The Museum of Modern Art’s Le Corbusier retrospective opens not with an image, but with a room. A reproduction of the artist’s small seaside house, or cabanon, stretches back into the wall, with the same arrangements of furniture interacting with carefully articulated slots of light. "I feel so well in my cabanon, that, without a doubt, I will end my life here," the architect once said, and then—in a dark bit of foresight—did exactly that, on the nearby shore in 1965. Such ironic details, that Corbusier’s genius could also be his defeat, run throughout the show, opening June 15.
Cabanon, Roquebrune-Cap-Martin. 1951–52. Re-creation of the interior, 2006. Manufactured by Cassina SpA, Milan. Photograph: Jonathan Muzikar
The exhibition does in fact act as an atlas of the architect's life, dividing his work among the geographic locations that he influenced—a reach that extends from Europe to the Americas, Africa, and Asia. The first rooms trace his early years in Switzerland and his travels, particularly how his experiences in Germany led to his seminal idea of “garden cities.” They also show off his skill as a draughtsman and painter early in life, a period the artist himself has described as stale. The impressionistic, precious landscapes recall nothing of the harmonic, sleek aesthetic he would become known for, making them all the more fascinating.
For example, when we are greeted by La cheminée—one of his first paintings, made upon his arrival in Paris—its subtlety reads as high drama. The contents above a fireplace are softly painted in varying whites and grays without context, creating a monument in small objects. Corbusier himself said "this first picture is a key to an understanding of (my) approach to plastic art: mass in space. Space." He would follow this line of thinking as he developed "Purism."
La Cheminée (The fireplace). 1918. Oil on canvas. 23 5/8 x 28 3/4”. Fondation Le Corbusier, Paris. ©2013 Artists Rights Society (ARS), New York/ADAGP, Paris/FLC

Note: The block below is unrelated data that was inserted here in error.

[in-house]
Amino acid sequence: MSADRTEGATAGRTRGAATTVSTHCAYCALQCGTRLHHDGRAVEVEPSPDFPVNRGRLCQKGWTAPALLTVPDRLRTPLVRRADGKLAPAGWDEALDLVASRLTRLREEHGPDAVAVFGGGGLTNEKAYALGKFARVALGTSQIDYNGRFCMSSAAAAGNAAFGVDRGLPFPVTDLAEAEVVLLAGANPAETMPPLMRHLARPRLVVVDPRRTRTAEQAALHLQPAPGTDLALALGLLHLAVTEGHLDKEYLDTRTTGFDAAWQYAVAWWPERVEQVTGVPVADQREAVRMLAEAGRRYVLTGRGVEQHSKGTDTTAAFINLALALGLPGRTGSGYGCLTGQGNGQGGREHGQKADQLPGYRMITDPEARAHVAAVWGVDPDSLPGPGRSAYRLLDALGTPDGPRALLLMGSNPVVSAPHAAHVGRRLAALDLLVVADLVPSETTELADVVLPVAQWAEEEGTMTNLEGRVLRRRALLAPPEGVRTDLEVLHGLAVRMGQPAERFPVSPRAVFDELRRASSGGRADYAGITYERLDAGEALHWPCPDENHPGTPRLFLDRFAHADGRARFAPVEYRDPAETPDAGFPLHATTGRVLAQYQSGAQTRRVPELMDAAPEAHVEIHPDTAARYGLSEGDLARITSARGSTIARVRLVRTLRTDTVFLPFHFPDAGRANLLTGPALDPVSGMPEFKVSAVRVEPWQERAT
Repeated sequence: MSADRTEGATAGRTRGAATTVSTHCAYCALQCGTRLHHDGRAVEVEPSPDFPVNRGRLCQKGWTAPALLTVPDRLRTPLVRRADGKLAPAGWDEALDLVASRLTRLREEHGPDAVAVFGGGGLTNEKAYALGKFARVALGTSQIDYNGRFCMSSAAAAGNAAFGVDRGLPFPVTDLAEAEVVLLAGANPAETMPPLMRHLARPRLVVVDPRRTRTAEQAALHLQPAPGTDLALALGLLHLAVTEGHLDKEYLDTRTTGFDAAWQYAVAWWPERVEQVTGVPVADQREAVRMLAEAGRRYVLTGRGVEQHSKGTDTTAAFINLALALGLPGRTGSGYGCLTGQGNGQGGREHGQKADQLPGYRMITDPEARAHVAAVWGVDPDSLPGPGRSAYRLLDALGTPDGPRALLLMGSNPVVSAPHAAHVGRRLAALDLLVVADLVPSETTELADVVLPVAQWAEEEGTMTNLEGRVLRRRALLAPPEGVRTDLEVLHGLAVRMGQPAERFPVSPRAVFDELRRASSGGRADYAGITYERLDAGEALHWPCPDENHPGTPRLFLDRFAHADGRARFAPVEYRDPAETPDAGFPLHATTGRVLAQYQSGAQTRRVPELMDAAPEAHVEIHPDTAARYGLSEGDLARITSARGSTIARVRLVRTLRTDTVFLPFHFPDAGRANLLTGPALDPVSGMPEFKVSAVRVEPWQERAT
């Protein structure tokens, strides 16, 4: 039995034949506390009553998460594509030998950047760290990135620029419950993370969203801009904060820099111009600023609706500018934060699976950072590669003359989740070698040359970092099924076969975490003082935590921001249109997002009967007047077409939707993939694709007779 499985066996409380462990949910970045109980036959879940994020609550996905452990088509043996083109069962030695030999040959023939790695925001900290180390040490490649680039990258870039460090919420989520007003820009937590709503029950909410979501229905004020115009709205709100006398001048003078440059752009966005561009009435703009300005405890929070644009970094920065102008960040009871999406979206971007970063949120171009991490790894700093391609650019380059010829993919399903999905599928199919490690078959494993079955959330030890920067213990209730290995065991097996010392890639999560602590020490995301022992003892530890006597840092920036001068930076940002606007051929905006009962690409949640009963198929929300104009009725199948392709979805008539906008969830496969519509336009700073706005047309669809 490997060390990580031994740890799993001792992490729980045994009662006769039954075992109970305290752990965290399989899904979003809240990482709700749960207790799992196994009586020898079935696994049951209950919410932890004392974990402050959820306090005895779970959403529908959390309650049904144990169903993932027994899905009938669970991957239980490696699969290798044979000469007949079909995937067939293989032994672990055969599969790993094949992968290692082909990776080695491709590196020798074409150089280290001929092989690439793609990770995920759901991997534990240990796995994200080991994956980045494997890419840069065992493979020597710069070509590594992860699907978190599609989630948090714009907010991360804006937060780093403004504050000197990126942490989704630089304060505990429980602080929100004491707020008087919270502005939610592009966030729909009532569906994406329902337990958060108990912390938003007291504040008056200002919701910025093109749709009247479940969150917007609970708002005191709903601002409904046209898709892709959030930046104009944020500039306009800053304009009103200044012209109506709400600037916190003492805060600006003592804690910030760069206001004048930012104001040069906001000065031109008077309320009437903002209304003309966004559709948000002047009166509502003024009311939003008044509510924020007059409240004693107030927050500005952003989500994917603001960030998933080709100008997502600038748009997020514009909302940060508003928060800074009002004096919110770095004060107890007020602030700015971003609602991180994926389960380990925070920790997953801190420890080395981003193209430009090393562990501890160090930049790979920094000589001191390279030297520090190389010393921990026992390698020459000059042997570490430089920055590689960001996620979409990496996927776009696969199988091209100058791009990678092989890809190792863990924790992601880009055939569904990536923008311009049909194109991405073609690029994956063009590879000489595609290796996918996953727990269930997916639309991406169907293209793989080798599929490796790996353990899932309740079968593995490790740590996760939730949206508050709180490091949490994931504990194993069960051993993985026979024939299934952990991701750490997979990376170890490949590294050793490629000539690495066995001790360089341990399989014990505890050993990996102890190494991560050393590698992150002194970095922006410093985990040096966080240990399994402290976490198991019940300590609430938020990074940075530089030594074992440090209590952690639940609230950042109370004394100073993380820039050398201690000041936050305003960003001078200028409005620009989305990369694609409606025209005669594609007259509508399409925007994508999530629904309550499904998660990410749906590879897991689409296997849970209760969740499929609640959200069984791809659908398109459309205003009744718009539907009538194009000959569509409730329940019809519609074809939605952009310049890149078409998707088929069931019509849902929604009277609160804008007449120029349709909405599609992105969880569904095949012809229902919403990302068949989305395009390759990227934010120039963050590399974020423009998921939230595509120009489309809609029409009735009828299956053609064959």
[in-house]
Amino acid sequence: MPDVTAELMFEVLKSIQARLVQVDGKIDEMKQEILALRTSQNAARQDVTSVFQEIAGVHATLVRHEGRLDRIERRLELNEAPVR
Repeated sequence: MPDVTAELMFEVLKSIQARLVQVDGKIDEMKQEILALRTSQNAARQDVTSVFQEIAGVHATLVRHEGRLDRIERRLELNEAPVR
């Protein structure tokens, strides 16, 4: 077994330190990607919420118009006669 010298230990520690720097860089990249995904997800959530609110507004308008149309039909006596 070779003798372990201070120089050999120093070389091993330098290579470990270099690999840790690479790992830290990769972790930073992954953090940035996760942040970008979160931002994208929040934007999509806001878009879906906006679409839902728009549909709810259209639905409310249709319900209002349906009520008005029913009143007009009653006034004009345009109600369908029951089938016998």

The rooms’ palette reflect Corbusier's own favored hues, and a slightly dulled rainbow of mustard yellow, burnt red, and pristine blue carries us through the galleries. Wide photographic prints of the architect’s major works, shot in crisp detail by Richard Pare, also punctuate the story of Le Corbusier.
His successes appear alongside his failures. The many views of the Villa Savoye in plans and photographs make a case for his famed “Five Points of Archictecture,” while his never-realized Palace of the League of Nations and Palace for the Soviet’s are presented with a dampened sense of possibility. For all the grandeur of his designs, the architect’s own frustrations also come just as prominently to the forefront, particularly in the multiple rejected reenvisionings of Paris, in which he sought to mow down parts of the city.
Despite such stark views of cities, the show presents Corbusier as a true artist. He collected objects of "poetic reaction," like seashells and pinecones, and became known for his lectures, in which he would sketch his theories on scrolls dozens of feet long. Later in life, he finally won a commission for an American building, at Harvard, and four of his “Garden Cities” would be realized (if not necessarily well received). Martha Rosler’s “How Do We Know What Home Looks Like?”, a video shot in Le Corbusier housing project in France that's currently on view at SculptureCenter, could work as a coda: the architect’s occasionally misguided idealism became just as big a part of his legacy as is the way he recast how he believed we ought to move through the modern world.
Plans for Algiers and Barcelona and “vertical garden-city,” drawing made during a lecture in Chicago. November 27, 1935. Pastel on paper. 39 3/4” x 109 1/2”. The Museum of Modern Art, New York. Gift of Robert A. Jacobs. © 2013 Artists Rights Society (ARS), New York / ADAGP, Paris / FLC
The end of the show circles us back around to where we came from: the sea. A photograph of the architect in the small house near the site of his death is accompanied by a quote: "I live in my archipelago, my sea... there are very clear islands of work.” That sea serves as an apt but surprising theme for the artist who chased mass in space.